Coordination problem

Most of modernity is built upon solving coordination problems. As we coordinate on more things, we discover yet more things that requires coordination to work and as we work on them, we progress. This is a story of Singapore, its progress from Third World to First. It is not about having brilliant engineers or Nobel laureates though they can certainly contribute something to this issue.

In case you haven’t realise, there’s a lot of resources about how Singapore came to be the way it is, at least in terms of physical forms and our urban system. The Centre for Liveable Cities publishes their research, rich with anecdotes and experience from our early nation-builders. In there, you’d realise most of the work in terms of raising living standards, solving issues of water, sanitation, energy, housing, are not rocket science but making bold trade-offs.

Charlie Munger had gone to the extent of saying that China’s transition into the economy today is possible due to its ability to model and take from the learnings of Singapore’s nation-building. Of course he goes on to attribute it to Lee Kuan Yew. The real world is much more nuanced and it’d be important to study the historical context, the team surrounding our nation’s first Prime Minister and so on.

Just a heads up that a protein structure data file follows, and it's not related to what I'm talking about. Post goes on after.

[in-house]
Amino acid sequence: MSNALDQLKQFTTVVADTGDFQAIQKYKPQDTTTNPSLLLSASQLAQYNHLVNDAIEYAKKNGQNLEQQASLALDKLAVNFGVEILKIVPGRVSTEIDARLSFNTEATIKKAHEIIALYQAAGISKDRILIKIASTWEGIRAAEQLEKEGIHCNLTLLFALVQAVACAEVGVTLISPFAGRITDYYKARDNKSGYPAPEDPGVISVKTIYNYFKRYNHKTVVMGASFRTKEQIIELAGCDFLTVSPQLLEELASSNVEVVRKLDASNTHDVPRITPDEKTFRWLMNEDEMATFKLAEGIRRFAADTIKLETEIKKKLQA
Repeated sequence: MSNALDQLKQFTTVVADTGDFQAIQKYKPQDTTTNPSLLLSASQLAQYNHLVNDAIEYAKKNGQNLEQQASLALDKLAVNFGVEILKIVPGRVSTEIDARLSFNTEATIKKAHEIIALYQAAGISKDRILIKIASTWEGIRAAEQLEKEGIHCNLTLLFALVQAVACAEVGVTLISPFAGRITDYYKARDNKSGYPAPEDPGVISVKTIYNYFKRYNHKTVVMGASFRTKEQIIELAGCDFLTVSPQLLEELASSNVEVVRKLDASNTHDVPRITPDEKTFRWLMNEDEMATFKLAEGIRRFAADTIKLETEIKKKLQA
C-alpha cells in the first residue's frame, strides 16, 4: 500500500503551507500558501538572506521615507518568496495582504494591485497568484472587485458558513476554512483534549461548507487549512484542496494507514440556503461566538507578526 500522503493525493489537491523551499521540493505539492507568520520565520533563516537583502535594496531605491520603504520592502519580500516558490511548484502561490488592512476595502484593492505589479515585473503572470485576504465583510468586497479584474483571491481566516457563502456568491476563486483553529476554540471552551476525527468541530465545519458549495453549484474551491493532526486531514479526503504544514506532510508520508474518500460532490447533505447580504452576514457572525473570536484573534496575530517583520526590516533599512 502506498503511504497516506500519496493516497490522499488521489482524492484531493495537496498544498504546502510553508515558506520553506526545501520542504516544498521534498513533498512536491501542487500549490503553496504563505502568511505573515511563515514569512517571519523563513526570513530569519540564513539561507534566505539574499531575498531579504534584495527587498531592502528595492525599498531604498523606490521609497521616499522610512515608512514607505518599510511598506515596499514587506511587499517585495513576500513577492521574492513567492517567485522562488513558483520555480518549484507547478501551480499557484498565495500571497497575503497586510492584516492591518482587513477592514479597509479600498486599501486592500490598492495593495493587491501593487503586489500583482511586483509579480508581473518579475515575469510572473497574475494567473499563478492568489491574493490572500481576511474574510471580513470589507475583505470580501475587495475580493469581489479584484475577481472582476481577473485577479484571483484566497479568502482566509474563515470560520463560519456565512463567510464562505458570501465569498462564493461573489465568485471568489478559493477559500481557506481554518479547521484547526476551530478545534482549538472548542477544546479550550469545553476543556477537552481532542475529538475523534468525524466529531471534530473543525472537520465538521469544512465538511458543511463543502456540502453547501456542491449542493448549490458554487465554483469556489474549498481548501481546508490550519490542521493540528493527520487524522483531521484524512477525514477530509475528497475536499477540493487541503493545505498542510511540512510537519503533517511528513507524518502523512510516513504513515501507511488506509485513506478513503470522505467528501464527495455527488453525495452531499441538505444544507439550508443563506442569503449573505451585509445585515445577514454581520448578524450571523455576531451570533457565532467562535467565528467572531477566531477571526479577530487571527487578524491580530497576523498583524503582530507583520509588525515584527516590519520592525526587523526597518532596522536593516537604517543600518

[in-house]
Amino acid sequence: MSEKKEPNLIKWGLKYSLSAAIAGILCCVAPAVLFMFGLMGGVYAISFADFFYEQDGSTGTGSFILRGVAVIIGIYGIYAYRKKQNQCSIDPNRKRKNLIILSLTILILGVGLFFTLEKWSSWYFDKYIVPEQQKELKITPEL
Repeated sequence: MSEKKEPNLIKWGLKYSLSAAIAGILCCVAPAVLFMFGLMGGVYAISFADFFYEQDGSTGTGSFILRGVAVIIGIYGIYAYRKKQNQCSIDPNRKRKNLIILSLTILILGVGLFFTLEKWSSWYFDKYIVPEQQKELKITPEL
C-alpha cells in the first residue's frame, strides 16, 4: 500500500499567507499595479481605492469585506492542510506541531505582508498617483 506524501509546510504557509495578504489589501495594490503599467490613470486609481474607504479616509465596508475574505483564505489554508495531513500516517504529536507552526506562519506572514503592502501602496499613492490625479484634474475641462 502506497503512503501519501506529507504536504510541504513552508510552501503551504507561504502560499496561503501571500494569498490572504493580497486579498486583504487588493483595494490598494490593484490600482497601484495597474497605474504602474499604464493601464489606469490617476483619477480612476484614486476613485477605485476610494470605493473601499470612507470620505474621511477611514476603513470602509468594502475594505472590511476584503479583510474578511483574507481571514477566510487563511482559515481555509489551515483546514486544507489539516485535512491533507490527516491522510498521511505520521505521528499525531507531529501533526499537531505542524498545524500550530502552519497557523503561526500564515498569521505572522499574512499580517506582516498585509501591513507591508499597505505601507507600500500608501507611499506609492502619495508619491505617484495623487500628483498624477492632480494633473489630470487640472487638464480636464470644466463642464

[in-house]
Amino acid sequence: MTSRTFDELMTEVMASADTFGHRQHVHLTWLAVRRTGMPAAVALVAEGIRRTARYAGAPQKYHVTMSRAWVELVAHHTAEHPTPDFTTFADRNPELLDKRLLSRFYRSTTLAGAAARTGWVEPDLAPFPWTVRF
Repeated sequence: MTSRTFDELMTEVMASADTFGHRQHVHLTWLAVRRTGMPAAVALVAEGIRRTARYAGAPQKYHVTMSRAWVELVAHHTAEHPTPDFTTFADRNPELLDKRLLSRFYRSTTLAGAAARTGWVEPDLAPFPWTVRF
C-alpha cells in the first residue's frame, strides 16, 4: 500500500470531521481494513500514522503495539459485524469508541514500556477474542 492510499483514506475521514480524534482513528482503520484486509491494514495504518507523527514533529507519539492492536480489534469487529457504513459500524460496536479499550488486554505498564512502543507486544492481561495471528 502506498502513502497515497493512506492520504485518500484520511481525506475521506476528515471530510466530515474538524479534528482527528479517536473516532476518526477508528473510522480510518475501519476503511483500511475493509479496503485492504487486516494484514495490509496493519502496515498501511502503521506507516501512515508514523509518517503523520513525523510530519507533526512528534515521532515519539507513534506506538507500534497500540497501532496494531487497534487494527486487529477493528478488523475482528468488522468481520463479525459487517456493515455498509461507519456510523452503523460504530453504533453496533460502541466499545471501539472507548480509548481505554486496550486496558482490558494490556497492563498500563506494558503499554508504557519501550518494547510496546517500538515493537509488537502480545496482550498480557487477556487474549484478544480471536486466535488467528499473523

But suffice to say, coordination problems are intractable; and in our society today, we continue to struggle with them even as we already had great success dealing with much of them. As we progress, these coordination problems naturally becomes more tricky and the roadmap we used to have disappears because we’re now at the frontier of development with no one else’s experience to learn from.

The climate challenge of today is exactly a coordination challenge that the world face today. And unfortunately, the experiences we had as a small island nation offers very little ideas to the world about how to navigate the climate change issues. Not to mention the fact that Singapore itself is often under flak for having high per-capita carbon emissions – which is nothing but a feature of a statistical quirk of being a highly industrialised, small island economy.